Just after giving birth, your body naturally begins to prepare for
breastfeeding. During this time, breast engorgement can occur and your
breasts may swell to sizes you can't believe and they may feel as hard
as a rock.Breast engorgement happens in every pregnancy and will naturally resolve itself as you stop breastfeeding, as the milk that the breast was engorged with to feed your baby will dry up.
Causes of Breast Engorgement
After giving birth, the female body naturally produces milk - it is nature's way of making sure that there is nourishment readily available for the newborn baby! Even if you plan to bottle-feed, you will still produce milk. Milk is released into the breasts and via lactation becomes available to the baby who, with its sucking reflex, will suck the milk out of the nipple. Nipple stimulation from a shirt or bra can cause milk let-down, and with it a bit of leakage, and/or it will trigger the breasts to produce more milk. A baby's cries can also cause milk let-down.
If the baby is not dining regularly, the milk will store up in the breasts and cause them to grow.
Important Facts About Breast Engorgement
Whether breast feeding or not, breast engorgement should take only a few days to subside. When breast feeding, engorgement will be replaced with a more efficient supply of milk as determined by the time the baby spends on the breast and the amount of milk needed per feeding. When not breastfeeding, engorgement will slowly pass as the body can tell the milk is not being used.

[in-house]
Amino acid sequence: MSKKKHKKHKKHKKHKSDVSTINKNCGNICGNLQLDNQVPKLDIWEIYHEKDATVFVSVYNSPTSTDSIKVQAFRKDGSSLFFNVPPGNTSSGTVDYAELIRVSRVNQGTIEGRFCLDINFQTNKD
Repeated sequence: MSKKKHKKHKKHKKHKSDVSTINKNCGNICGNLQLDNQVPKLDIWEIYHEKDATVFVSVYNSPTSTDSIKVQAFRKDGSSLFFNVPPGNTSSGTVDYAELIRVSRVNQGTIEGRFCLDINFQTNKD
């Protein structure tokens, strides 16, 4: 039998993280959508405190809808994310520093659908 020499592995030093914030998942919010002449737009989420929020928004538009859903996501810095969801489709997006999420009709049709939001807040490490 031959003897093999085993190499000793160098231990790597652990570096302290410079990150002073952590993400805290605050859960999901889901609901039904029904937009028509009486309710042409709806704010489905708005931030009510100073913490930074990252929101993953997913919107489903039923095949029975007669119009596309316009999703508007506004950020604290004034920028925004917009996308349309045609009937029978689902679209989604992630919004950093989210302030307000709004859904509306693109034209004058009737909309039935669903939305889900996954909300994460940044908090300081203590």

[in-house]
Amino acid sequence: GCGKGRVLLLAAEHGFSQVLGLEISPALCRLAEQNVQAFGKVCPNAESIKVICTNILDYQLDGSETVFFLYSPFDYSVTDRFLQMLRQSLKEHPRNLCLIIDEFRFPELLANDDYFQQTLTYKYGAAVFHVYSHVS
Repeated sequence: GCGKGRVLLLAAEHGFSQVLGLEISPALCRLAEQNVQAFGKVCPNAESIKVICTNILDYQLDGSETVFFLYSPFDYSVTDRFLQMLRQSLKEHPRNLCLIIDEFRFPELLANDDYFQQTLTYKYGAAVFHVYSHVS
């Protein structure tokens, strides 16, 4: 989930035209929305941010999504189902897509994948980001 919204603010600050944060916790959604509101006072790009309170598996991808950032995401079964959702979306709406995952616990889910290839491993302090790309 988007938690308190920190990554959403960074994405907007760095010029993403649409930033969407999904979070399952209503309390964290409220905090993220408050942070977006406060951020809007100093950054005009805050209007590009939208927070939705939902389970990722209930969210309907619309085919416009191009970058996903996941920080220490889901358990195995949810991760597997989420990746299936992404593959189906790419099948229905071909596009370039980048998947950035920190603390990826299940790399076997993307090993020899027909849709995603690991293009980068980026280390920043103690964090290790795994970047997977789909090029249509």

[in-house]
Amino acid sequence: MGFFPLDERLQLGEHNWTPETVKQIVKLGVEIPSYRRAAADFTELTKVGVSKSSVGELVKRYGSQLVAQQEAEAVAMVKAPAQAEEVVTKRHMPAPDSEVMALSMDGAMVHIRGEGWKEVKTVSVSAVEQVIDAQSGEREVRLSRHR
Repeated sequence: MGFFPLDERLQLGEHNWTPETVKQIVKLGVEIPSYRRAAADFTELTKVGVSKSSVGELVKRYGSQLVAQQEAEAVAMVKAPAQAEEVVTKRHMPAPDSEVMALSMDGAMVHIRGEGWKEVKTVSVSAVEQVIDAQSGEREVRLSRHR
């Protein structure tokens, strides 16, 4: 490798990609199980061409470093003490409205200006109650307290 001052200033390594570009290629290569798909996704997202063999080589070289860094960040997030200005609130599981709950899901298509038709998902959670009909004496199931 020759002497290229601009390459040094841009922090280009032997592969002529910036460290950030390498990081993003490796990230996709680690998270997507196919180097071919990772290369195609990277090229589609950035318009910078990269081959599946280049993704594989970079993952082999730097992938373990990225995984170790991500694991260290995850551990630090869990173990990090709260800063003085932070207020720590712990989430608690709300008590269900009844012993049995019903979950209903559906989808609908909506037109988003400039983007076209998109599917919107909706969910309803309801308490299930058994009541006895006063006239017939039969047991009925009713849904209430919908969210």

In some cases, breast engorgement can lead to infection of the milk ducts. So, if your breasts feel hot, off-color liquid is seeping from the nipple(s), you has a fever, make sure to talk to your treating obstetrician!
Treatment for Breast Engorgement
When the baby is feeding, you should feel free to use warm compresses to relieve some of the pain associated with breast engorgement. Cold compresses used after the warm compress can relieve even more discomfort. While cold compresses can be used at any time, however, stay away from warm compresses when you are not feeding as they cause milk let-down and more milk production.
Breast pumps or hand milk expression can relieve pressure associated with breast engorgement. For women who are not nursing, wearing a tight fitting bra can work as a pressure bandage, of sorts, and relieves pain. Avoiding nipple stimulation can also help convince breasts that milk production is not needed.